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Death Comes as Epiphany by Sharan Newman
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Death Comes as Epiphany (1993)

by Sharan Newman

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English (13)  German (1)  All languages (14)
Showing 1-5 of 13 (next | show all)
I never thought I'd find a mystery set in the Medieval era that would be so plainly boring, but I have. And it wasn't just boring, it was painfully bad.

The main character is naive and full of bad choices, even though she's supposed to pass as oh! so intelligent and oh! so ahead of her times. However, in every interaction of hers, she comes across as docile, avoiding conflict with all those who plainly tell her they have the right to control her choices and her life. Her relatives, from her parents to her sister, her uncle, her brother, everyone is a complete boring brute. The only character who is remotely acceptable is Edgar. The mystery itself is not interesting at all, the twists are laughable, and I am pretty certain that the dialogue is far from the way in which French people of the era used to talk. It was outrageous to come across so many modern idioms, it was cringe-worthy.

The only elements that kept me reading until the end were Eloise and Abelárd's presence and the descriptions of Medieval France. I had high expectations for this novel, judging by the reviews, but I suppose it wasn't for me. It goes without saying that I will not attempt to start the following installments in the series. ( )
  AmaliaGavea | Jul 15, 2018 |
There are several medieval mystery series that I like a lot, but this book does not entice me to read any further in this one. Overly complex and not happily resolved plot, somewhat unsympathetic main character, far too much screaming and yelling, and creepy sexual innuendoes. ( )
  Siubhan | Feb 28, 2018 |
fiction, mystery, historical, medieval, 12th century, France ( )
  fieldsli | Aug 10, 2016 |
This is a worthy rival to the Brother Cadfel mysteries, and Sharan Newman has researched her area both spatially and chronogically, very well. ( )
  DinadansFriend | May 8, 2014 |
Set in 12th century France, this features Catherine, a young novice and scholar at the Convent of the Paraclete, who is sent by the Abbess Heloise on a perilous mission to find out who is trying to destroy the reputation of the convent and, through it, that of the abbess’s onetime lover and patron, theologian Peter Abelard.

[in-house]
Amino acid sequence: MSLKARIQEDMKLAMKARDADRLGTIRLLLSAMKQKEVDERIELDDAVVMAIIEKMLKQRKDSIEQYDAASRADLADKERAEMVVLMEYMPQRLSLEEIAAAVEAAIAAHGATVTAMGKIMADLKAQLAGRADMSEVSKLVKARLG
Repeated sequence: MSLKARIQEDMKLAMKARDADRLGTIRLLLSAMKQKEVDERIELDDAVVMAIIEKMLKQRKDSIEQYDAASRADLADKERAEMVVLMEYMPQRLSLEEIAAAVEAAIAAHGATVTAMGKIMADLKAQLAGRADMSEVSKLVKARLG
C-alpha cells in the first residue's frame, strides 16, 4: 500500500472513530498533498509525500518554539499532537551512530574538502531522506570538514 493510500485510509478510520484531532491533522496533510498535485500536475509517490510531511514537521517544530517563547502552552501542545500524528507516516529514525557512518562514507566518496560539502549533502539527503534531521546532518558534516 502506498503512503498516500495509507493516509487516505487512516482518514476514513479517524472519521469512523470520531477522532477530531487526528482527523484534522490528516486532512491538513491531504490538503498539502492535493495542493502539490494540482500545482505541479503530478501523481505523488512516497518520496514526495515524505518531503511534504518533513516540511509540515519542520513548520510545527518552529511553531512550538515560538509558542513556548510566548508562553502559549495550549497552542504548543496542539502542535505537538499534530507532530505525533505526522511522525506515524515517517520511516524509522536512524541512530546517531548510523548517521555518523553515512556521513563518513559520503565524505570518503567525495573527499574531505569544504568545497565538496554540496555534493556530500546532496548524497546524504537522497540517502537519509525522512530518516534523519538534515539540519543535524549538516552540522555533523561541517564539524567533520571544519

I was uncomfortable with the amount of religious rigmarole, the “right’ of the church, and the solution: madness – or something darker?

Read this if: you would enjoy a mystery more because of the religious element, rather than despite it. 3 stars ( )
  ParadisePorch | May 12, 2013 |
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Catherine was working in the vegetable garden with the over novices on the morning Sister Ursula's family came to take her away.
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Amazon.com Product Description (ISBN 0765303744, Paperback)

Catherine LeVendeur is a young scholar come to conquer her sin of pride at the Convent of the Paraclete, famous for learning, prayer, and its abbess, the fabled Heloise.

When a manuscript the convent produced for the great Abbe Suger disappears, rumors surface saying the book contains sacrilegious passages and will be used to condemn Heloise's famous lover, Peter Abelard.

To save her Order, and protect all she holds dear, Catherine must find the manuscript and discover who altered the text. She will risk disgrace, the wrath of her family and the Church, and confront an evil older than Time itself--and, if she isn't careful, lose her immortal soul.

With Death Comes As Epiphany, the first in the Catherine LeVendeur mystery series, medievalist Sharan Newman has woven dark mystery and sparkling romance into a fascinating and richly detailed tapestry of everyday life in twelfth-century France, and one of the most moving love stories of all time: Abelard and Heloise.

(retrieved from Amazon Thu, 12 Mar 2015 18:20:13 -0400)

(see all 3 descriptions)

Catherine LeVendeur, the most promising student in Heloise's convent, Paraclete, has the responsibility of discovering who has altered the text of a psalter given the the Abbot of Suger during the 12th century.

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